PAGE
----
With just over a month in office, Brazilian Agriculture Minister Marcos Montes predicts a “tough fight” ahead to get Treasury resources for the 2022/23 Crop Plan that can guarantee greater financing and interest rates below double digits, while starting this week a trip to North Africa and the Middle East in the so-called “fertilizer diplomacy”.
If abroad the idea is to “pilgrimage” together with the private sector to “open doors” to greater imports of fertilizers, in an environment of rising costs and scarce supply, at home the minister will seek ways to expand financing under the plan. government funding for the next harvest, which would require R$ 300 billion.
In an interview with Reuters, he explained that this is the estimated amount to meet the demands of agriculture.
“We need to hit that 300 billion, let’s try…” he said in a teleconference interview on Monday night.
In the previous plan, the total supply of financing expected was R$ 251 billion, while operations with lower interest rates, subsidized by the Treasury, were suspended this year due to high demand – just last week Congress approved a additional credit to unlock such loans.
According to the minister, who took over the post to replace Tereza Cristina, who left office to run for the Senate, considering that the Treasury allocated R$ 13 billion for the so-called “equalization” of interest in 2021/22, the new crop, with planting from September onwards, it would need the equivalent of R$ 20 billion.
“To keep up with the same situation as last year, it’s a difficult fight, we have the fiscal adjustment, you have to cut from somewhere, nobody wants you to cut, but (agriculture) is a very important sector for the country, and President Jair Bolsonaro has recommended that the plan be robust,” he said.
Montes, former executive secretary of Agriculture, said that after the “unlocking” of the 2021/22 Crop Plan, with the approval of an extraordinary credit of R$868 million last week, the focus has now turned to discussions of the future. program, whose values are beginning to be debated.
On Monday, the minister held meetings with representatives of more than 100 cooperatives, before speaking to Reuters, and he would also meet with the president of BNDES, Gustavo Montezano, to discuss the development bank’s support for the Safra Plan.
He said the ministry is “ready” to discuss the Safra Plan with the highest level of government, such as Central Bank President Roberto Campos Neto, Economy Minister Paulo Guedes and the Agricultural Parliamentary Front. He also stated that Caixa Econômica Federal wants to participate more in the financing of agriculture.
One of the challenges is interest, which varies according to the type of financing. In the previous plan, when the Selic was at 4.25% at the time of the announcement, small producers had rates at the same level in funding and marketing programs.
But the current Selic rate at 11.75%, with an upward bias at the Copom meeting this week, makes the minister pursue a rate below double digits for the Safra Plan.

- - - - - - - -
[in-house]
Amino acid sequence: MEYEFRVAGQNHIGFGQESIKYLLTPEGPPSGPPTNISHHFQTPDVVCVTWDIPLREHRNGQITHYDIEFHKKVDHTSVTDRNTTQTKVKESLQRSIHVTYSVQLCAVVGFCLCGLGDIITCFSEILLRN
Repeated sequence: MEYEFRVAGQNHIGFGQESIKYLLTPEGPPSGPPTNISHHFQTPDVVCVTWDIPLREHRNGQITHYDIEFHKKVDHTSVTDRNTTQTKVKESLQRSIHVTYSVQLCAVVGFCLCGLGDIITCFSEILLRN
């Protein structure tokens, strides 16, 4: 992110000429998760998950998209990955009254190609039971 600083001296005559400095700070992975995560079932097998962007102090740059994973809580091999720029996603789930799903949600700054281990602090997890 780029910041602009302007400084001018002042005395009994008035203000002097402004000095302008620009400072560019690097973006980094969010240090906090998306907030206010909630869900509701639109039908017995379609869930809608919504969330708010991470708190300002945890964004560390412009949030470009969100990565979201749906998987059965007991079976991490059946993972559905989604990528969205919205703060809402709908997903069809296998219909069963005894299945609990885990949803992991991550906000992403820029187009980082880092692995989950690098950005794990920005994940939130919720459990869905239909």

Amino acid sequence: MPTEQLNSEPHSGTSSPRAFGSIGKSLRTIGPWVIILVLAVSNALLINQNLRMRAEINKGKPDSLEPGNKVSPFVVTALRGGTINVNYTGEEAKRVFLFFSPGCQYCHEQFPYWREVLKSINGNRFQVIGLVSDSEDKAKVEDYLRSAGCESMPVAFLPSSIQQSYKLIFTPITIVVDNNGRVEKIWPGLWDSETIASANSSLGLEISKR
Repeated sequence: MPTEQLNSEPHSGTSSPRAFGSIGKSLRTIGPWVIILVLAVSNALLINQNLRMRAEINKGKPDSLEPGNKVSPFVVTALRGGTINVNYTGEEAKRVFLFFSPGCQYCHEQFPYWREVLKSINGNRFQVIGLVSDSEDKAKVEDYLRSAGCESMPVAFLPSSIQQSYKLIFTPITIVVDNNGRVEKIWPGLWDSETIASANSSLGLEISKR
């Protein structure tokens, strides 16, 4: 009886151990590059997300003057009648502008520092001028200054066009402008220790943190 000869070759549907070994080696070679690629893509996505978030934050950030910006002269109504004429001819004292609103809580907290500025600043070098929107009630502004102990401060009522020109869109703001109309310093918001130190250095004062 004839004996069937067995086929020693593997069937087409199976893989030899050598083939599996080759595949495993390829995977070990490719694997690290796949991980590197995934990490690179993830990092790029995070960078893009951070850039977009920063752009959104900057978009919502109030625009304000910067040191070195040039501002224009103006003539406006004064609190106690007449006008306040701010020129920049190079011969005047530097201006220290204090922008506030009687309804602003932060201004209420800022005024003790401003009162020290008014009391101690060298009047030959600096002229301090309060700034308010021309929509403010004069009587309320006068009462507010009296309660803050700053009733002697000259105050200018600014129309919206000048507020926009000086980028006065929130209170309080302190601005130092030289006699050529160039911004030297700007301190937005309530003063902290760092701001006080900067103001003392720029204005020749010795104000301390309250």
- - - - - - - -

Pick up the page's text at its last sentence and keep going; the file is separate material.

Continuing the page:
He also recalled that if the plan is too daring in terms of lower interest rates, it ends up losing in volume of resources.
“The interest, when you put everything in a single box, it’s all very relative… the lower the interest, the less resources you have. If the interest is wider, it serves more people”, he said, remembering that market rates are approaching 20% per year.
“I expect a balance, I would like it to be below double digits, that is the expectation that we have.”
Diplomacy two fertilizers
Montes will begin a three-country tour this week to discuss ways to increase fertilizer supplies to the South American country. He said he will visit Jordan, Egypt and Morocco on an eight- to 10-day trip starting on Thursday.
“It is a pilgrimage that we are calling fertilizer diplomacy,” he said, adding that he will be accompanied by representatives of the private sector. “Let’s open the doors.”
Brazil began to worry about a potential global fertilizer shortage after Western nations imposed sanctions on Belarus and Russia, while China restricted exports.
He has already engaged in negotiations with Iran to increase the urea import quota from the current 1 million tonnes to 3 million tonnes, after his predecessor traveled to the country in February.
Montes said negotiations with Iran were ongoing and declined to give a time frame for any announcements.
Brazil depends on imports for around 85% of its fertilizer needs. Russia is its biggest supplier of the NPK blend of nitrogen, phosphorus and potassium.
Brazil’s fertilizer imports surged in the first quarter and also in April, as companies scrambled to secure supplies amid threats of global shortages.
“The flow of fertilizers is within the normal range until today, the crisis comes and creates opportunities to work in other lines so we don’t suffer so much”, he added, opining that, although more expensive, there will be no shortage of fertilizer for the next harvest.
Brazilian imports of fertilizers surpassed 2 million tons in the accumulated from April to the 18th, already surpassing the total imported throughout the same month of 2021.